Galway’s development since Cathal Murray took charge after the 2018 National League has been incremental and obvious. An increased physicality was already notable last summer and that trend continued through the winter months of gym sessions and planning.
This year, they defeated Kilkenny in the league final at Croke Park before falling a couple of points short in their Championship round-robin encounter. Now they will cross swords with the Black and Ambers once more on the most important day of all, September 8, after a display that combined their natural athleticism with manic intensity and work-rate —not to mention tactical nous — to end Cork’s run at a third title in a row.
The Tribeswomen fell two points behind early on, but a flurry of scores in response to Julia White’s 18th-minute goal gave them an advantage they would never cede, although they were never more than two points clear of the champions.
Niamh Kilkenny, Sarah Dervan, Niamh Hanniffy, and Sarah Healy were just some of Galway’s key contributors. Pamela Mackey excelled in defence for Cork, Hannah Looney made some lightning bursts including in the build-up to White’s goal, but only Amy O’Connor, with four points from play, was a threat up front throughout.
It was only a one-point game in the end, but most observers — including Cork manager Paudie Murray — had little doubt that Galway’s triumph was merited. Certainly, his Maroon counterpart made no attempt to downplay his players’ endeavours.
“It’s a super performance,” said Murray. “To be honest, after beating Waterford, we didn’t think we got enough credit for that performance. We were outstanding in the second half. We talked the last two weeks about bringing that momentum into this match.
The girls were super. We were in a good position at half time. The breeze was strong, but we were happy to go in a point up. The second half was all about work-rate, huge intensity, huge physicality in the tackle and we were just brilliant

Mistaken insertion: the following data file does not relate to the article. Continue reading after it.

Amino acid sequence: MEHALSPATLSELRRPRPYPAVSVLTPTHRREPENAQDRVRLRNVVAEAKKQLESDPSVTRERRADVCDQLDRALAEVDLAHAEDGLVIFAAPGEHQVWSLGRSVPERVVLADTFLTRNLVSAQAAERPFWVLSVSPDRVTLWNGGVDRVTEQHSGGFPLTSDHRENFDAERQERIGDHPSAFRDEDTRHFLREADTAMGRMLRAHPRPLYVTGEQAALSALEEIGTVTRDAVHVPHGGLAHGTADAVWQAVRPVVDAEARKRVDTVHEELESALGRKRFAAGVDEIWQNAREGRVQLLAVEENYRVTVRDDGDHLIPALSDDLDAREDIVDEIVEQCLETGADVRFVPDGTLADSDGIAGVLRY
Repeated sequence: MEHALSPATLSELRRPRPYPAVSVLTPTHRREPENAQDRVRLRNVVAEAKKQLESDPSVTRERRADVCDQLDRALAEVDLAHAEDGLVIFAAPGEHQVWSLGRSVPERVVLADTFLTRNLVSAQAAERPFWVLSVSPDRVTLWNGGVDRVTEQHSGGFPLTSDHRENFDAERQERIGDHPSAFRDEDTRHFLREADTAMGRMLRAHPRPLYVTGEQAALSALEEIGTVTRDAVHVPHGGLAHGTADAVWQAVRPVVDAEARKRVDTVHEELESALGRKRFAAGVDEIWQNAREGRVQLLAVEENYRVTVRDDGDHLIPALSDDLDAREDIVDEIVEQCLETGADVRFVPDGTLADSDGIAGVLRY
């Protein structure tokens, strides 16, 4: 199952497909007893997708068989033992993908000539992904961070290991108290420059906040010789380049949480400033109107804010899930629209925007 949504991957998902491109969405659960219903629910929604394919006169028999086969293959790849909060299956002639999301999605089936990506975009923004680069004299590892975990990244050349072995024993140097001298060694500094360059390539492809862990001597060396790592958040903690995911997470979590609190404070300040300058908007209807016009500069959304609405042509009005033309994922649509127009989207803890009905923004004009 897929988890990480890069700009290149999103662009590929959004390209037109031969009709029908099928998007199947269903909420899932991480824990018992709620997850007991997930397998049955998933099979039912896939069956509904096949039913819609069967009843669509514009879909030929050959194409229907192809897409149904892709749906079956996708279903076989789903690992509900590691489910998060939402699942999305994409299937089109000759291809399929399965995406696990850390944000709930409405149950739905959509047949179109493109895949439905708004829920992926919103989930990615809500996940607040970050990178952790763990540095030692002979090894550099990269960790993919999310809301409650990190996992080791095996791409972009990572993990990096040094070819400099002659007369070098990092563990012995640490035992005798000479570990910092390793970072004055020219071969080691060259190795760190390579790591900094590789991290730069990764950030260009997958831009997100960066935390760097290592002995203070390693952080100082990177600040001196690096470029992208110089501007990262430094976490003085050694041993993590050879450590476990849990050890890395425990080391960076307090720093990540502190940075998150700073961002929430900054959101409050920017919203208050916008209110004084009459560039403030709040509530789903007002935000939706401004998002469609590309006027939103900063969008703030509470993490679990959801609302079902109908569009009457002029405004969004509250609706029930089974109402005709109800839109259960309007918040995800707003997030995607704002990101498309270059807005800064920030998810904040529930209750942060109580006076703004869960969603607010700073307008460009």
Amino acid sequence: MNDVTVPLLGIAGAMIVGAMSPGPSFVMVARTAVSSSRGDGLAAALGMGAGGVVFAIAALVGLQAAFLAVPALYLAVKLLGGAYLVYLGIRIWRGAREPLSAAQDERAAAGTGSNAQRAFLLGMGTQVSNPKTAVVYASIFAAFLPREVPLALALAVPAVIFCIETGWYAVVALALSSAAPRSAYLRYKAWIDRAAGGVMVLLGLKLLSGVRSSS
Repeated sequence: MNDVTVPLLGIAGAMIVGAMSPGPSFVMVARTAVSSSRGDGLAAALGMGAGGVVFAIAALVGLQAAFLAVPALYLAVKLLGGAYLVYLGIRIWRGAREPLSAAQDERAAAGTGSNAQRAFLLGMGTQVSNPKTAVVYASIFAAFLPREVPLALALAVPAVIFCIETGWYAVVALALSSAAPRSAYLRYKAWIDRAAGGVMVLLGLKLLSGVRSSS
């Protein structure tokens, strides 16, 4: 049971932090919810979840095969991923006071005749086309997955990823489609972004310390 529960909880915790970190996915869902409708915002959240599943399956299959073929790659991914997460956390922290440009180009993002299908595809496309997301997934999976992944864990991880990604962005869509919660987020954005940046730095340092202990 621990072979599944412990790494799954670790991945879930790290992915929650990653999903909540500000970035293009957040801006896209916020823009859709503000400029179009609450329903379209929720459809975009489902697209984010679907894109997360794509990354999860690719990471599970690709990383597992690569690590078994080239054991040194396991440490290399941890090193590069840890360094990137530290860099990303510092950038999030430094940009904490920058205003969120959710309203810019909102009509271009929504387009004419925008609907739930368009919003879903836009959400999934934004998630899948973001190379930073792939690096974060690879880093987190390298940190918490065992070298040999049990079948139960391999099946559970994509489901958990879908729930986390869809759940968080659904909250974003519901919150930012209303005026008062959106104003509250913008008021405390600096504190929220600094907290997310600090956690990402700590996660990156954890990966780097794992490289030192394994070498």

“I think Galway wanted it more than us, were probably more physical than us, sharper than us,” was the gracious summation of Paudie Murray in defeat.
“They are a very good team. I’ve been saying that all along. I’ve great time for Galway GAA in general: hurling, football, ladies football, camogie. They’ve always had good teams and every now and then they come with a very good one. Ultimately, they showed more desire than us.”
He had no truck with any suggestions that being serial winners or having a lot of mileage on the clock would be an explanation for that.
“I don’t go in for that stuff, just because we’ve been on the road. You can argue that the game against Waterford did Galway a world of good, and possibly it did. A quarter-final would have been no good to us as we had a load of injuries and we were just getting people back, Katrina Mackey being one in particular, but we don’t have any complaints.
“I think they deserved it more than us. We can’t have any argument going back, we just have to dust ourselves down and get on with it.”
Galway led by 0-10 to 1-6 at half time, but Cork had a strong wind in the second half. It was a battle to the death after the resumption and if one instance summed up the new Galway, it was four forwards converging on Orla Cronin and forcing a free in the final quarter, from which Carrie Dolan pointed to put two between them again.
O’Connor replied and did so again after a fantastic score from Hanniffy, but an equalising chance never came, and Galway were on their way to next month’s decider.
Speculation about the future of some legendary Cork players, as well as their manager — who has revolutionised camogie in terms of physical preparation, the appliance of science and tactical modernity — is inevitable. While understandably making no big statements so soon after such a gut-wrenching reverse, Murray emphasised the bright future ahead for Cork.
“This is my eighth year. I’ve been involved with some great guys in the management set-up, some very professional people,” he said.
“I’ve been involved with some great, great players and been very close to them. My heart goes out to them. We’ll make up our mind where we’re going after this, but there’s good teams coming in Cork, so it’s onwards and upwards.”
C Dolan (0-5, 3fs); N Kilkenny (0-3); A Donohue, C Cormican (0-2 each); N Hanniffy, A O’Reilly (0-1 each).
A O’Connor (0-4); O Cotter (0-3, fs); J White (1-0); O Cronin, K Mackey, L Collins (0-1 each).
Sarah Healy, Shauna Healy, S Dervan, T Kenny, L Ryan, E Helebert, H Cooney, A Donohue, N Kilkenny, A O’Reilly, S Spellman, C Cormican, C Dolan, N Hanniffy, N Coen.
C Finnerty for Coen (48), R Hennelly for Spellman (60+3).
A Murray, L Treacy, P Mackey, L Hayes, H Looney, G O’Connor, C Sigerson, L Coppinger, B Corkery, K Mackey, O Cronin, O Cotter, J White, L Collins, A O’Connor.
N McCarthy for White (53), K Hickey for Corkery (54), L Homan for K Mackey (56).
Liz Dempsey (Kilkenny)